Costs associated to insourcing are important to consider when selecting services to be insourced. Start-up costs including administrative, infrastructure, and equipment requirements to perform the envisaged tasks inhouse. Operational costs, including the costs involved in having the required management structures and the day to day expenses associated with uniform, consumables and equipment wear and tear must be considered in informing the insourcing decision.
Taking the above into consideration, a strategic decision should be made in order to balance skilled tasks with unskilled ones to balance additional costs with potential cost savings. Zone 2 in Figure 2 below should be the target zone for organisations to minimise the costs of insourcing.
Additional Cost Considerations
The cost benefits of insourcing can also be realized in the economies of scale and strategic supplier partnerships which can be formed with being a bigger organization that is consolidating the functions of several smaller service providers. Some of the other major cost benefits that are associated with insourcing are the use of shared functions (like admin, HR and procurement), shared resources (like the leveraging off existing management and support staff) and shared spaces (existing offices and infrastructure). These are costs that will no longer fall into the margin that outsourced service providers have to cover currently.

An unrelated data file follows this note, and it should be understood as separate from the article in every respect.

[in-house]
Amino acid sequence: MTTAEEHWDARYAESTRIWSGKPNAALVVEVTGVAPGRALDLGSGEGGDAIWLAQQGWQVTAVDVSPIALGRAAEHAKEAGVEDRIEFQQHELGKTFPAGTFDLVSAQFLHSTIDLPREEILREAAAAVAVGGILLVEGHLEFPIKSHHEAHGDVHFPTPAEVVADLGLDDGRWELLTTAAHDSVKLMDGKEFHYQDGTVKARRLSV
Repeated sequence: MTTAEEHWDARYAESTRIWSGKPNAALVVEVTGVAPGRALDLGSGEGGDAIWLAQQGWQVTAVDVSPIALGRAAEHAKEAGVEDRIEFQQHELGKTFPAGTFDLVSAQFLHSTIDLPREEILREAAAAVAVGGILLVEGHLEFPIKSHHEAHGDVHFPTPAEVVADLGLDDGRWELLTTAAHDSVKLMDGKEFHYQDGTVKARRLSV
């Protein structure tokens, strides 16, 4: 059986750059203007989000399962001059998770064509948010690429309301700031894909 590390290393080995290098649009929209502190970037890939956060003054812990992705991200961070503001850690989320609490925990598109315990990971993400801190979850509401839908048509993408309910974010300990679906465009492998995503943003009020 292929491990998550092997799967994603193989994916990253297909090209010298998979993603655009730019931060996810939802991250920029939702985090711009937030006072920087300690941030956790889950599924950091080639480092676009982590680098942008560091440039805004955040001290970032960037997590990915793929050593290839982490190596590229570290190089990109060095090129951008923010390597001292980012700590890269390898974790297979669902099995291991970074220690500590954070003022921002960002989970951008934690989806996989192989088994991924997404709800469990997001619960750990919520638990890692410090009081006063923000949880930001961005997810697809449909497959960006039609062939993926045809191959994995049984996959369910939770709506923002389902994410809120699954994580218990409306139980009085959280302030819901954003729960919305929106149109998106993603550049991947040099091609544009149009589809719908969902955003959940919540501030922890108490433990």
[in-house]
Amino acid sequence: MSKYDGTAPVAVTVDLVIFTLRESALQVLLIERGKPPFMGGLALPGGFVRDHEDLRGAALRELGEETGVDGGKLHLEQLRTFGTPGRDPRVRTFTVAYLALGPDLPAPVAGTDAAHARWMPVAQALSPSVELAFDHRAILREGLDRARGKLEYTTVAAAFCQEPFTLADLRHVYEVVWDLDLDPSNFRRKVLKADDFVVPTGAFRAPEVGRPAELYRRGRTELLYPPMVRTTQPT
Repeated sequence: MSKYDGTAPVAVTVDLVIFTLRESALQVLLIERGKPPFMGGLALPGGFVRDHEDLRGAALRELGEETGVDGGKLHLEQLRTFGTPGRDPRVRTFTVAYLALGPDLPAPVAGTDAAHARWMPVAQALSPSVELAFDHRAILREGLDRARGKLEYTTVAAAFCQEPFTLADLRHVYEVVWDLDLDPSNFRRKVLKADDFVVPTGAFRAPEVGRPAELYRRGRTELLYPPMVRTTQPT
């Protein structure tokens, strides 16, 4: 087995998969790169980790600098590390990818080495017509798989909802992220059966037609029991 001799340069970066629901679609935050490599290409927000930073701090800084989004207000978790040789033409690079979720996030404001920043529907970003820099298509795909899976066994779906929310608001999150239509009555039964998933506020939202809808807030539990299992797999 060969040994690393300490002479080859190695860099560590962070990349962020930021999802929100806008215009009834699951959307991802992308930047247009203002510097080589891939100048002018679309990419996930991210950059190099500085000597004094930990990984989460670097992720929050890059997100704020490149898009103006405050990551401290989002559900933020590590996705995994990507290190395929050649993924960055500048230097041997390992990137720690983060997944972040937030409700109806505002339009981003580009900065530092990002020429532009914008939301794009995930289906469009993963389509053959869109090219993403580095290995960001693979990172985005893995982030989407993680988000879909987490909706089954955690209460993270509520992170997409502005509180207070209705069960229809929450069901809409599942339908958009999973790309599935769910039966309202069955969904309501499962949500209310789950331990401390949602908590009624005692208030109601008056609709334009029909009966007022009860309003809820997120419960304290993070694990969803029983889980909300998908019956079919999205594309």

Apart from the cost benefit, there are several other cost implications to be considered. As depicted below, the wage bill associated with insourcing is perceived to be astronomically high as people tend to compare the ‘wage that workers earn while working for the service provider’ with the ‘potential wage they could earn if they are insourced’. This is however not a like for like comparison and organisations should rather compare ‘the overall rate per employee charged by the service provider’ with the ‘wage of the insourced worker’. This comparison shows that the price paid by the insourcing organization per worker is not as high as initially perceived.
Determining the insourcing mechanism depends on the organisational context